This chapter also involves a rejection of Gould's NOMA theory ("Non-Overlapping Magisteria", the idea that science and religion talk about different things), and an attempt to explain away why it seems favoured among many atheist scientists. I lean towards agreeing with the rejection of NOMA, and replacing it with some principle of “somewhat, but not very, overlapping magisteria” – I can see why SBNVOM has not taken off yet, however.

3. His discussion of first mover and cosmological arguments is so bad, I hardly feel I can mention it, since it occupies a scant two and a half pages of a 420 page long book. Dawkins must surely have straw in his eyes, from such an enormous, yet vacuous, strawman that he erects in place of the rather long and serious discussion given to just the cosmological argument by the Stanford Encyclopedia of Philosophy.

Even though I disagree with some of the ideas inherent in ontological arguments,[1] his rejection of St Anselm's without reference to the history and development of the argument, let alone his inability to understand it, is laughable. He does make hand waving reference to refutations (Kant's is suitable for rejecting Anselm's, as well as the clearer adaptation by Descartes), but Douglas Gasking's parallel argument is an absurd rebuttal, not least because of the implausibility of all the premises (except perhaps premise 2, even though I reject it regardless, but even then, there is a false equivocation that appears in premise 3 - merit and impressiveness are hardly the same quality).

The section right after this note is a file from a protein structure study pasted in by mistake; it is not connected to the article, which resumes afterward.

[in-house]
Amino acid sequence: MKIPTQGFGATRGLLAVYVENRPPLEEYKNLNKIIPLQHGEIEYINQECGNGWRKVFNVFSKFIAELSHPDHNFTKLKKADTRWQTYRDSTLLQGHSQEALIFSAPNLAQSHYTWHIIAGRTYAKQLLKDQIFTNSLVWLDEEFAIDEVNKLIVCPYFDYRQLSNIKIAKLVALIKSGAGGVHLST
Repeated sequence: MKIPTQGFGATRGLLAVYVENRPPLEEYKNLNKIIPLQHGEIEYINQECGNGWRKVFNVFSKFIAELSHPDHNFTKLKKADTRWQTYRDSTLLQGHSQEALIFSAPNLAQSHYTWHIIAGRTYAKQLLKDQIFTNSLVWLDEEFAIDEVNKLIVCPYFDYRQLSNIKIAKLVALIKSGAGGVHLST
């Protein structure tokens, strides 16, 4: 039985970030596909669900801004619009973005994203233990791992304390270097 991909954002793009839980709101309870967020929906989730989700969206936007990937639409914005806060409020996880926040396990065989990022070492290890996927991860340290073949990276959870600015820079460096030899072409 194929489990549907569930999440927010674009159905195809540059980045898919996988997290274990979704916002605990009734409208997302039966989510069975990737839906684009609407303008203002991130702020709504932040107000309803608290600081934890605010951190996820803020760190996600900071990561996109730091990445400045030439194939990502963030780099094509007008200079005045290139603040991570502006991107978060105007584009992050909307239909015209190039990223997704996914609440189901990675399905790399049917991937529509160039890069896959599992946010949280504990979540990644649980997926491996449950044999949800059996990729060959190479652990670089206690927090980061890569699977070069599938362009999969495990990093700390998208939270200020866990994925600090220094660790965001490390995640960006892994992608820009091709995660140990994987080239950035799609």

The rest of the arguments are ones I find relatively un-compelling anyway, even though his peculiar rejection of Lewis' "Liar, Lunatic or Lord" argument (which Tim Keller pointed out should be amended to "Legend, Liar, Lunatic or Lord") on the basis that Jesus may simply have been honestly mistaken about his divinity is yelling to be placed in the "lunatic" category - what sort of sane person is honestly mistaken about actually being God incarnate? The rest of the section might be considered a discussion of the "legend" category, but I find his biblical scholarship very poor.

4. Dawkins labels God the "ultimate Boeing 747", in reference to Fred Hoyle's oft quoted statement that living beings are as improbable as a hurricane passing through a scrapyard and assembling a Boeing 747 aeroplane. In essence, his argument is that God is far too complicated to postulate as a designer, because then one would have to explain who or what designed God.